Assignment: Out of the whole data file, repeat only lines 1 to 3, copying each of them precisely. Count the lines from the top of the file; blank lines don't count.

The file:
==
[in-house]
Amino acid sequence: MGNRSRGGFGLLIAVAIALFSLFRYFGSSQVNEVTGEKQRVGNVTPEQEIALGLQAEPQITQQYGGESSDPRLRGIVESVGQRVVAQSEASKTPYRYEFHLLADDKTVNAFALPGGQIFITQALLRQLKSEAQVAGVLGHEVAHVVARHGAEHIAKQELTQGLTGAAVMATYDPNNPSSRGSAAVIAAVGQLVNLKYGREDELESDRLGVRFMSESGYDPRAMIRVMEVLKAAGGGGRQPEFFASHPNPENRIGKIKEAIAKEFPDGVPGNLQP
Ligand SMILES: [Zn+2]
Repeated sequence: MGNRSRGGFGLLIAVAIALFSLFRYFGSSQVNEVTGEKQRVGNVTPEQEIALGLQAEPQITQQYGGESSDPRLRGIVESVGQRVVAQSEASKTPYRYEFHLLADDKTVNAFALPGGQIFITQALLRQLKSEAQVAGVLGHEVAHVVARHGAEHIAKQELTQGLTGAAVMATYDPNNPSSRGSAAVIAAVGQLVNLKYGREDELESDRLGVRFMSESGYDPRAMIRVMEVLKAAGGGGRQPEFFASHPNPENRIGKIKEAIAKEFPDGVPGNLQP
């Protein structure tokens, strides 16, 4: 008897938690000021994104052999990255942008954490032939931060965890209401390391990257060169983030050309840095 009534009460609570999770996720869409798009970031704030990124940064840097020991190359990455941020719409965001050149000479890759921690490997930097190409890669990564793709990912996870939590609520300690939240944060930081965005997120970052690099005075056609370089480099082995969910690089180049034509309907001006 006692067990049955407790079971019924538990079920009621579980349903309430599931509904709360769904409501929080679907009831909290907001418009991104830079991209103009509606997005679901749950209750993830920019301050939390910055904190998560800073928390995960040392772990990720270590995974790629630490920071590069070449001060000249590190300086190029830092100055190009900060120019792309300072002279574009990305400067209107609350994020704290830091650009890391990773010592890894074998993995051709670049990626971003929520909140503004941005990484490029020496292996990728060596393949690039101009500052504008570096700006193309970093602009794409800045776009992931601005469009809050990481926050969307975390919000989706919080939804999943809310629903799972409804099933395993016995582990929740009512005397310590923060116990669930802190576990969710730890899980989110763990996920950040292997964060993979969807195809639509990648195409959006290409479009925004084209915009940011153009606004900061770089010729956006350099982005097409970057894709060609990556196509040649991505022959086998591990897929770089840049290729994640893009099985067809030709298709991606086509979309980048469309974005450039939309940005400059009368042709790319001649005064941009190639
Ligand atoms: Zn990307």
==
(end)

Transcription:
[in-house]
Amino acid sequence: MGNRSRGGFGLLIAVAIALFSLFRYFGSSQVNEVTGEKQRVGNVTPEQEIALGLQAEPQITQQYGGESSDPRLRGIVESVGQRVVAQSEASKTPYRYEFHLLADDKTVNAFALPGGQIFITQALLRQLKSEAQVAGVLGHEVAHVVARHGAEHIAKQELTQGLTGAAVMATYDPNNPSSRGSAAVIAAVGQLVNLKYGREDELESDRLGVRFMSESGYDPRAMIRVMEVLKAAGGGGRQPEFFASHPNPENRIGKIKEAIAKEFPDGVPGNLQP
Ligand SMILES: [Zn+2]